Ducks February Review



By Thomas Harrington

After their best month of the season in January, the Ducks stumbled through February with a record of 4-6-1, giving them nine points in 11 games. Part of this can be blamed on a monster road trip that the Ducks struggled through, but the Ducks were inconsistent at home as well. With just over 20 games left in the regular season, the Ducks need to right the ship going forward.

Anaheim’s best game of the month was their 1-0 win over the Minnesota Wild. There are no better head coaches than Bruce Boudreau in the regular season. He’s won a division title in every full season that he’s coached, and it looks like he will again with Minnesota, as only Chicago has a legitimate shot at catching them. The Wild are also practically unbeatable at home, as they lead the Western Conference in home wins. After picking up only one win in the first five games of the road trip, finishing it off in Minnesota looked like a recipe for disaster for the Ducks. However, the Ducks persevered, and with a little luck, were able to shut down the Wild’s attack. Joseph Cramarossa scored less than five minutes into the game and that was all the offense the Ducks needed, as John Gibson stopped all 37 shots he faced, including 13 on the powerplay. February wasn’t kind to the Ducks, but anytime you can shut out the best team in the conference on the road is a great game.

Anaheim had a few games in February that were bad, but their 3-2 loss to the Coyotes was just brutal. The Ducks actually played pretty well in the second and third periods, but they did not start the game out well and Jonathan Bernier had one of his worst games as a Duck. After 20 minutes, the team was behind 3-0 and Bernier had only made three saves. In the final two periods, Ryan Getzlaf scored twice, including a goal in the final minute of the game, but it just wasn’t enough. Arizona is sitting at the bottom of the NHL. The only team worse than them are the Colorado Avalanche, who are having one of the worst seasons of a team in the salary cap era. Losing to a team like the Coyotes is simply not acceptable, especially when the Ducks were asleep at the wheel for the first period. If they had launched over 50 shots at Mike Smith and made him steal the game, that would be one thing, but that’s not what happened. Smith actually had to leave the game and Marek Langhamer came in and played for the final 15 minutes. He’s split time between the AHL and ECHL this season and these were his first minutes in the NHL. Anaheim was never able to get sustained pressure on him, though he did make one great save on Sami Vatanen in the closing seconds of the game. The Ducks had an opportunity to at least tie this game up, if not win it outright, but were not able to do so. Credit to Arizona’s defense, but this was a game the Ducks should have won.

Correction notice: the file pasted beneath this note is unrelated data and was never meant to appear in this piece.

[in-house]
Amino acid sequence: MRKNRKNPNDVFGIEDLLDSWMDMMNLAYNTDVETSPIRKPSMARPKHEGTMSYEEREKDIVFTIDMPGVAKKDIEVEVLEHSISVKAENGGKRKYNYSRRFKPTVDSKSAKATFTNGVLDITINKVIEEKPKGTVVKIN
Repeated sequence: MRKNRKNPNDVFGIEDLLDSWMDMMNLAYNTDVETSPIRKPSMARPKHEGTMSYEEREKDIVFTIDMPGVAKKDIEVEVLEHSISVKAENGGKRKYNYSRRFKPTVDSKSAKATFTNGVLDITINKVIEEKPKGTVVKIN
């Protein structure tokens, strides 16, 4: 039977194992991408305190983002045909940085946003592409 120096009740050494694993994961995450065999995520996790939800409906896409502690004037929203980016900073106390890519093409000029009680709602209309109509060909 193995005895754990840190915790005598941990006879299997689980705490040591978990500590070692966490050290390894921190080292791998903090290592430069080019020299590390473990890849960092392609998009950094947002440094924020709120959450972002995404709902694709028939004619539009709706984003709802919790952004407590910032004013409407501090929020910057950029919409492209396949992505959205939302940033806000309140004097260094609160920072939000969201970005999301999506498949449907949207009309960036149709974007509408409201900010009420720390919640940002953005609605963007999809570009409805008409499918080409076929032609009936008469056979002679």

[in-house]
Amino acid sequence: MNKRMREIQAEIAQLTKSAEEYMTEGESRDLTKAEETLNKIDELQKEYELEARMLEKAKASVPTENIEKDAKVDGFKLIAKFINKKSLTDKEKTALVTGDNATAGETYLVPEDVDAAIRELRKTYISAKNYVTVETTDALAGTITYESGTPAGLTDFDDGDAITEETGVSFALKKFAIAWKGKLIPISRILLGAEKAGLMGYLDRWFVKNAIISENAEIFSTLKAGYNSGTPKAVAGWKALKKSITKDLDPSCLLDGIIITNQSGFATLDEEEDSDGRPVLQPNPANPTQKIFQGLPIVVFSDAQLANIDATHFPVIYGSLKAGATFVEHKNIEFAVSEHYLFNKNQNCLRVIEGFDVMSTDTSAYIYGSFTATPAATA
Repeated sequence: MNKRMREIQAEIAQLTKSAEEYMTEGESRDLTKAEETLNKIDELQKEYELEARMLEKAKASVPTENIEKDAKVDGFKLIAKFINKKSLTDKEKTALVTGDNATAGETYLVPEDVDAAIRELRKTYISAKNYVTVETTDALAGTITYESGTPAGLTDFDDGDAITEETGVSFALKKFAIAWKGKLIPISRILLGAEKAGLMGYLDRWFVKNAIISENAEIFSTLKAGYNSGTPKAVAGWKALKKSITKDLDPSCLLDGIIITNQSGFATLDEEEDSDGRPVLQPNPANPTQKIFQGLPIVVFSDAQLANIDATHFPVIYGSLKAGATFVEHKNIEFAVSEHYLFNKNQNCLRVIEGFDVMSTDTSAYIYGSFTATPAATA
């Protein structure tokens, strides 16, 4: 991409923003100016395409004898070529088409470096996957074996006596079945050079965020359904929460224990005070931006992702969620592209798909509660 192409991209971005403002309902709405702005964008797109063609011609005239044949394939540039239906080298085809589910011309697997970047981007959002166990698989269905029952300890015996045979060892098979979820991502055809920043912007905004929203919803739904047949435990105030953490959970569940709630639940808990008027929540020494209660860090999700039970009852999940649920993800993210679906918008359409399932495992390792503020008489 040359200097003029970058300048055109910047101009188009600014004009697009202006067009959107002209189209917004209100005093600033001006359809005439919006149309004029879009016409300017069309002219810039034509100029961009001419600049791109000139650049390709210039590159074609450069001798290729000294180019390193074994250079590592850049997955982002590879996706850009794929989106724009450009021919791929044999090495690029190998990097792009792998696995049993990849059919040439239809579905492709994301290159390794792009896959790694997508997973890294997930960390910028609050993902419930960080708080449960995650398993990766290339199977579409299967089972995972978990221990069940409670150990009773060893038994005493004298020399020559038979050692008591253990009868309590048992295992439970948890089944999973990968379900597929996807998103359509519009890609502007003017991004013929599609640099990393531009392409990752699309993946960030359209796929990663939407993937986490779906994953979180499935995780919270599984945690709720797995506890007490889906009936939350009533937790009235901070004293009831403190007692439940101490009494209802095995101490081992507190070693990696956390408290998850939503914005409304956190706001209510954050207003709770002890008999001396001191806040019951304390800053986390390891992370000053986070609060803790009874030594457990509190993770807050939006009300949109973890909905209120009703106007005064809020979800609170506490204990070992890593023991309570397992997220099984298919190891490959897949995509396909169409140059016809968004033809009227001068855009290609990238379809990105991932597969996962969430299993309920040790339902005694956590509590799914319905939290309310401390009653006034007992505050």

On the special teams front, Anaheim’s power play and penalty kill went in dramatically different directions. In the 11 games of February, the Ducks scored only one power play goal, as Antoine Vermette was the only player to find the back of the twine on the man advantage. One bad month of a powerplay is a slump, but Anaheim’s power play also sputtered in the month of January. Part of this slump is a lack of opportunity, as the Ducks received no powerplays against Minnesota, and part of it is just bad luck/hot goaltending, but part of it is the Anaheim players not doing a good enough job to get shots to the net while there is traffic in front of the goalie. To try and get their power play kickstarted, the Ducks acquired Patrick Eaves from Dallas. While he didn’t score in his first game with the Ducks, he did have five shots on goal and went to the crease constantly. At one point, while he was screening the goalie, Hampus Lindholm nailed the post. Hopefully. he can be the catalyst to help turn Anaheim’s man advantage around. On the penalty kill front, however, Anaheim was spectacular in February, as they only allowed four power play goals against on 40 opportunities. Both Gibson and Bernier did some of their best work while the Ducks were down a man. Andrew Cogliano also scored a shorthanded goal, meaning the team had as many shorthanded goals as it did powerplay goals in February. With Vermette out, there was some concern of Anaheim’s penalty kill fading, but Ryan Kesler has stepped up even more and gotten even better while the Ducks are down a man. His play, combined with the strong defense the team is receiving from Cam Fowler, Josh Manson, and Lindholm, are the other primary reasons for Anaheim’s strong penalty killing unit last month.

With February behind them, Anaheim is now enjoying its bye week and the trade deadline is directly in front of them. While Anaheim is a safe bet for the playoffs, they will likely not advance very far if some help isn’t brought in to improve Anaheim’s anemic offense. In 11 games in February, the Ducks only scored 24 goals, barely more than two a game. They were held to just one goal six times. While they did win two of those games, it’s clear that Anaheim’s offense needs to improve. Hopefully, Eaves will be able to help out with that, but if not, Bob Murray is going to need to bring in more offense before the deadline passes on Wednesday.

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February 27th, 2017